Will Marvel Studios face copyright infringement claim for using Ghanaian kente designs in the Black Panther movie?
The protection of what has been termed as “traditional cultural expressions” (TCEs) and “traditional knowledge” (TK) within the realm of IP has always generated debate around suitability and enforcement thereof. The World Intellectual Property Organisation, the World Trade Organisation and other international organisations have continued to discuss a suitable international regime for the recognition and/or protection of TCEs and TK. African countries with their share of cultural heritage and cultural production “perceived” as falling within the definition of TCEs and TKs have come up with national regimes to recognise and/or protect TCEs and TKs. Such national recognition has either taken the form of sui generis protection (for instance, Kenya’s Protection of Traditional Knowledge and Cultural Expressions Act, 2016 discussed on the IPKat) or recognition within formal IP realms (for instance, Ghana’s Copyright Act 2005). Recently, Ghana has beamed its legal searchlight on the use of its traditional kente designs in movies. Here’s the latest:
|T'Challa in kente|
Black Panther is a movie about a fictional African country, Wakanda. Wakanda is the most technologically advanced country in the world but it prefers to hide its technology from public view. Black Panther was produced by Marvel studios and became the first comic book and superhero film to be nominated for Best Picture at the Academy Awards, as well as the first film in the Marvel Cinematic Universe to win an Academy Award.
Black Panther draws from a myriad of African heritage. The movie went on to win Academy Awards for Production Design and Costume Design in 2018. From hair to costume, Marvel is reported to have spent a significant sum to ensure that the movie reflects the diversity of black culture and identity. In terms of costume, the movie used popular Ghanaian designs, kente which T’Challa, the Black Panther wears in one of the scenes. Kente cloth is made by a form of strip- weaving, which features distinctive designs and colours and is associated with wealth and celebration. It is produced by two ethnic groups in Ghana - the Asante and the Ewe. Kente is protected as “folklore” under Ghana’s Copyright Act 2005 with the rights vested in the President on behalf of the people of Ghana.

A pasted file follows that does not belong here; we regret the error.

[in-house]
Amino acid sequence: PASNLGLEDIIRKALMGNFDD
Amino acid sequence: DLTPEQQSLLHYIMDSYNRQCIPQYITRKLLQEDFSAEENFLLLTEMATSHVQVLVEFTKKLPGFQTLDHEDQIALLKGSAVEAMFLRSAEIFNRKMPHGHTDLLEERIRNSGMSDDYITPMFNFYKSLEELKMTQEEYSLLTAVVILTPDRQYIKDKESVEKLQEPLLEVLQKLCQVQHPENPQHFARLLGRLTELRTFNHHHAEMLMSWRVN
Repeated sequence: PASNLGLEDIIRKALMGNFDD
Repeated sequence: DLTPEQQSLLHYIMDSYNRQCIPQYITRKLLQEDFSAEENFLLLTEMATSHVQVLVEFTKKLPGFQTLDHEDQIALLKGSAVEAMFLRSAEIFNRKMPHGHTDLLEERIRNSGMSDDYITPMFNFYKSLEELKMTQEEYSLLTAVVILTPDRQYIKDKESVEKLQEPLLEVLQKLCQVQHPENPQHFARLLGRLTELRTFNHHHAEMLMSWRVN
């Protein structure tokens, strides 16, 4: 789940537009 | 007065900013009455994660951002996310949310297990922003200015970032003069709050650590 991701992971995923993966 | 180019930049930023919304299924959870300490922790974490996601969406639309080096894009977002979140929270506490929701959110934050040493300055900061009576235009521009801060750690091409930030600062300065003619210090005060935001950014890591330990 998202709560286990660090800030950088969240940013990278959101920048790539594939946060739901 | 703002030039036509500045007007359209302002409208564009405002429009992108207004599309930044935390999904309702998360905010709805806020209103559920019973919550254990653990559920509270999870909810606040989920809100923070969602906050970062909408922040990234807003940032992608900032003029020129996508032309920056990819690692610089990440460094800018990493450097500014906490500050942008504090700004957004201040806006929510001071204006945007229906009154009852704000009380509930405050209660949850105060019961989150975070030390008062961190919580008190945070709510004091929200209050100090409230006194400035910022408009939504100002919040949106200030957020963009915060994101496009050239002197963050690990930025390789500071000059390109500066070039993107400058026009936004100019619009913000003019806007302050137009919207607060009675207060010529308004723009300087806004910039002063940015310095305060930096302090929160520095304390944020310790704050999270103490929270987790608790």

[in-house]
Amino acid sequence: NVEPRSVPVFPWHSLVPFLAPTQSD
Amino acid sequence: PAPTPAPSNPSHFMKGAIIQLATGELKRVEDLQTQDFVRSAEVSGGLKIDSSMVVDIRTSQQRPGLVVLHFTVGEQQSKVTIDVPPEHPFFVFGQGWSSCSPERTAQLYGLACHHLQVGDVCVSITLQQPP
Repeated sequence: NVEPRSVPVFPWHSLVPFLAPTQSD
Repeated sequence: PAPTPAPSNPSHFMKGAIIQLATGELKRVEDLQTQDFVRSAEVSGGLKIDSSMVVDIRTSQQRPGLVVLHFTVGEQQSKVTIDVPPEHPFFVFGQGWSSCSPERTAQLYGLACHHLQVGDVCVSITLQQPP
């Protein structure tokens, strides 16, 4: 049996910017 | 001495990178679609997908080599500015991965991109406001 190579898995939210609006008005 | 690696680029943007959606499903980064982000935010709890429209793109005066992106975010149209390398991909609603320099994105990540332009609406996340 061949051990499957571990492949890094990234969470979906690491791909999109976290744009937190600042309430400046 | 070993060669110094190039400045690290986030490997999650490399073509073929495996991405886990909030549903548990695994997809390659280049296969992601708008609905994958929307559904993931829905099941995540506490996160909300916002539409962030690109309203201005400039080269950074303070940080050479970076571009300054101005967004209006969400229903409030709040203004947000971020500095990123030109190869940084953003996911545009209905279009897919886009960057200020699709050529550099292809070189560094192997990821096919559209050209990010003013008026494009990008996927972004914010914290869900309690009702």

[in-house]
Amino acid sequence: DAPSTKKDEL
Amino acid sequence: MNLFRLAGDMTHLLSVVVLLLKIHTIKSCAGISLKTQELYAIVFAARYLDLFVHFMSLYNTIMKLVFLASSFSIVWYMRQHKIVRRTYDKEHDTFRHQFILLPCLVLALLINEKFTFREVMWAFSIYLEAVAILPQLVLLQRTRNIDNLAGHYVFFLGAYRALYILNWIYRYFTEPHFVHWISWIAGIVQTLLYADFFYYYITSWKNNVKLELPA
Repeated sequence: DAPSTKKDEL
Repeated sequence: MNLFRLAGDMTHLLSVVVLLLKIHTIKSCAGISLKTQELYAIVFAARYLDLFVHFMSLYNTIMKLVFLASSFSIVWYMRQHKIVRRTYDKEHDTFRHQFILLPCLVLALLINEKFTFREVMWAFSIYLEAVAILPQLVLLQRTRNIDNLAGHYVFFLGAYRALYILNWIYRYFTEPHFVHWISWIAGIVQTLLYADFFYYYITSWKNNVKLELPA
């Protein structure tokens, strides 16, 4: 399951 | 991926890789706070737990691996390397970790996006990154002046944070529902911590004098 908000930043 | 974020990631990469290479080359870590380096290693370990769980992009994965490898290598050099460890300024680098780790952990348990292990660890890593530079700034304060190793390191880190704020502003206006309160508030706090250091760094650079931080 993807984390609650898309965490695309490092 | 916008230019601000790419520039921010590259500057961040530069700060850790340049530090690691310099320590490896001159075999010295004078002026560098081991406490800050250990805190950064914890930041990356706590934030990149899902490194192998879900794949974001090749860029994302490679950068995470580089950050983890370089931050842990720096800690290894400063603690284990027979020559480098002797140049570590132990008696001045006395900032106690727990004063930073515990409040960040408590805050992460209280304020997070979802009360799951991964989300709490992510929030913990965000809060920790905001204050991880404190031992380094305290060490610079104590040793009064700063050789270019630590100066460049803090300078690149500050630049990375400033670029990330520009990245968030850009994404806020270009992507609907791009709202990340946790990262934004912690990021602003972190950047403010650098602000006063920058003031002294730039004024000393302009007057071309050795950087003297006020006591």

The Ghana National Folklore Board, which is under the Ministry of Tourism, Arts and Culture has now indicated that it intends to bring Marvel studios to the negotiation table to discuss compensation for Marvel’s use of the kente designs in the Black Panther movie. It was reported that the Board claims that permission of the Board was required by anyone using the designs or other protected cultural expressions for commercial purposes. The Board is said to be preparing a “legal dossier” which it proposes to use to map out strategy to get compensation from Marvel Studios.
Section 4 of Ghana’s Copyright Act protects kente and other expressions of folklore from reproduction, communication to the public, adaptation and other transformation. Section 19 permits use of kente by individuals and for public interests purposes such as training, education, news reporting etc. The Board is empowered by section 63 to preserve and monitor the use of expressions of folklore in the Republic. Also, anyone who intends to use folklore for any purpose, other than as permitted under section 19 of this Act, is required to apply to the Board for permission in the prescribed form and the person shall pay a fee that the Board may determine. See section 64.
It appears the foregoing provisions inspired the Board’s thoughts. However, it is important to ask the question of who made or wove the kente designs used in the Black Panther movie. This is because section 76 (Interpretation) of the Copyright Act defines “folklore” as follows:
“…the literary, artistic and scientific expressions belonging to the cultural heritage of Ghana which are created, preserved and developed by ethnic communities of Ghana or by an unidentified Ghanaian author, and includes kente and adinkra designs, where the author of the designs are not known, and any similar work designated under this Act to be works of folklore (emphasis mine).
If the author of the kente designs in the Black Panther movie is known, it seems the use of the kente designs will not be covered by the definition of folklore and by extension would not be within the control/ownership of the President of Ghana and/or the Board. My prediction is that either the “legal dossier” informs a tactical withdrawal or this will be settled at the negotiating table, following the pattern of other attempts to situate TCEs with the realms of the formal IP regime, which is a shame because there has to be a better outcome in finding TCEs and TKs a home! Whatever happens, it will be good for the Board to make the “legal dossier” publicly available. That will aid the cause of TCEs and TKs.
Will Marvel Studios face copyright infringement claim for using Ghanaian kente designs in the Black Panther movie? Reviewed by Chijioke Okorie on Monday, June 03, 2019 Rating: